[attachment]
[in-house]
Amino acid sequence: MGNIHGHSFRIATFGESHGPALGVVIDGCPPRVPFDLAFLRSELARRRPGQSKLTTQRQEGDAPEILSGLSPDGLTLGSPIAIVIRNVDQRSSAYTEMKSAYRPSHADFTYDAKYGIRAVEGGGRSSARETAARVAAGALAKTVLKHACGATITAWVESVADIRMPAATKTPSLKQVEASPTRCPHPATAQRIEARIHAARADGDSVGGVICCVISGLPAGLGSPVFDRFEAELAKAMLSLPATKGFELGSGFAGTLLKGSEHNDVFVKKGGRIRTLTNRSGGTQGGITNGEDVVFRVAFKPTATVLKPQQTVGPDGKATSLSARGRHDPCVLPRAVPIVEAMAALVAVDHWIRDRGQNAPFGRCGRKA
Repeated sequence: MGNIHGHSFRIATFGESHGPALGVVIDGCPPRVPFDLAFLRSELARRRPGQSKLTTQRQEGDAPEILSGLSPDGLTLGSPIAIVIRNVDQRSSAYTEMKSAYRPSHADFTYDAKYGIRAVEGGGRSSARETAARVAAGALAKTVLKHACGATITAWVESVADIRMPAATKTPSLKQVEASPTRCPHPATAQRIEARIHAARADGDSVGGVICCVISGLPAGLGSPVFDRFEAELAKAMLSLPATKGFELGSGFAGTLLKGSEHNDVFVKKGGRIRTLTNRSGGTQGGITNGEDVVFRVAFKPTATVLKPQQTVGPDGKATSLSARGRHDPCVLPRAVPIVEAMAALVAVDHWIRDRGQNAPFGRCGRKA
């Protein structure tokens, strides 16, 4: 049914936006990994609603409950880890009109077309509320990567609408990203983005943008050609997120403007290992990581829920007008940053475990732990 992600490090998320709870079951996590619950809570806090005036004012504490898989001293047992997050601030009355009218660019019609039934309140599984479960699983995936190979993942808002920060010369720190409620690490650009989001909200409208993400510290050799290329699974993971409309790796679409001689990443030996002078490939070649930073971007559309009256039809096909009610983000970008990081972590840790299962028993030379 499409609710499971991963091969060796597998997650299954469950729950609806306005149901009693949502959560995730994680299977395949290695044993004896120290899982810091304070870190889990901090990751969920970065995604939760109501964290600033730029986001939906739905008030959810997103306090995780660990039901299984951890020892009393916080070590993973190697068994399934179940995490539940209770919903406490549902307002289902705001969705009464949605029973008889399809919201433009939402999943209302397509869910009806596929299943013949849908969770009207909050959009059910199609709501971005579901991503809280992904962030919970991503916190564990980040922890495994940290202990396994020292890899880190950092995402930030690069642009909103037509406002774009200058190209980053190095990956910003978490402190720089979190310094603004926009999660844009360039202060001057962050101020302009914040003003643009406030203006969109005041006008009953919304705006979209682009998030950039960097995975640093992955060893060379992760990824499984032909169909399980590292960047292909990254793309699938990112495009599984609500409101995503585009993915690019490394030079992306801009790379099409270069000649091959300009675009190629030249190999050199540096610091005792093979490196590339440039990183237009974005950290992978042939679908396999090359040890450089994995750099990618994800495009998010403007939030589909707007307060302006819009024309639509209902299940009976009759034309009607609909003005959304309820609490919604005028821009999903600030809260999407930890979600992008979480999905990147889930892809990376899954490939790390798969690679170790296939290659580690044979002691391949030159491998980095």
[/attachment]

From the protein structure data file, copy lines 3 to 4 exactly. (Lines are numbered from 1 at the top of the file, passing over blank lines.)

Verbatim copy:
Repeated sequence: MGNIHGHSFRIATFGESHGPALGVVIDGCPPRVPFDLAFLRSELARRRPGQSKLTTQRQEGDAPEILSGLSPDGLTLGSPIAIVIRNVDQRSSAYTEMKSAYRPSHADFTYDAKYGIRAVEGGGRSSARETAARVAAGALAKTVLKHACGATITAWVESVADIRMPAATKTPSLKQVEASPTRCPHPATAQRIEARIHAARADGDSVGGVICCVISGLPAGLGSPVFDRFEAELAKAMLSLPATKGFELGSGFAGTLLKGSEHNDVFVKKGGRIRTLTNRSGGTQGGITNGEDVVFRVAFKPTATVLKPQQTVGPDGKATSLSARGRHDPCVLPRAVPIVEAMAALVAVDHWIRDRGQNAPFGRCGRKA
């Protein structure tokens, strides 16, 4: 049914936006990994609603409950880890009109077309509320990567609408990203983005943008050609997120403007290992990581829920007008940053475990732990 992600490090998320709870079951996590619950809570806090005036004012504490898989001293047992997050601030009355009218660019019609039934309140599984479960699983995936190979993942808002920060010369720190409620690490650009989001909200409208993400510290050799290329699974993971409309790796679409001689990443030996002078490939070649930073971007559309009256039809096909009610983000970008990081972590840790299962028993030379 499409609710499971991963091969060796597998997650299954469950729950609806306005149901009693949502959560995730994680299977395949290695044993004896120290899982810091304070870190889990901090990751969920970065995604939760109501964290600033730029986001939906739905008030959810997103306090995780660990039901299984951890020892009393916080070590993973190697068994399934179940995490539940209770919903406490549902307002289902705001969705009464949605029973008889399809919201433009939402999943209302397509869910009806596929299943013949849908969770009207909050959009059910199609709501971005579901991503809280992904962030919970991503916190564990980040922890495994940290202990396994020292890899880190950092995402930030690069642009909103037509406002774009200058190209980053190095990956910003978490402190720089979190310094603004926009999660844009360039202060001057962050101020302009914040003003643009406030203006969109005041006008009953919304705006979209682009998030950039960097995975640093992955060893060379992760990824499984032909169909399980590292960047292909990254793309699938990112495009599984609500409101995503585009993915690019490394030079992306801009790379099409270069000649091959300009675009190629030249190999050199540096610091005792093979490196590339440039990183237009974005950290992978042939679908396999090359040890450089994995750099990618994800495009998010403007939030589909707007307060302006819009024309639509209902299940009976009759034309009607609909003005959304309820609490919604005028821009999903600030809260999407930890979600992008979480999905990147889930892809990376899954490939790390798969690679170790296939290659580690044979002691391949030159491998980095």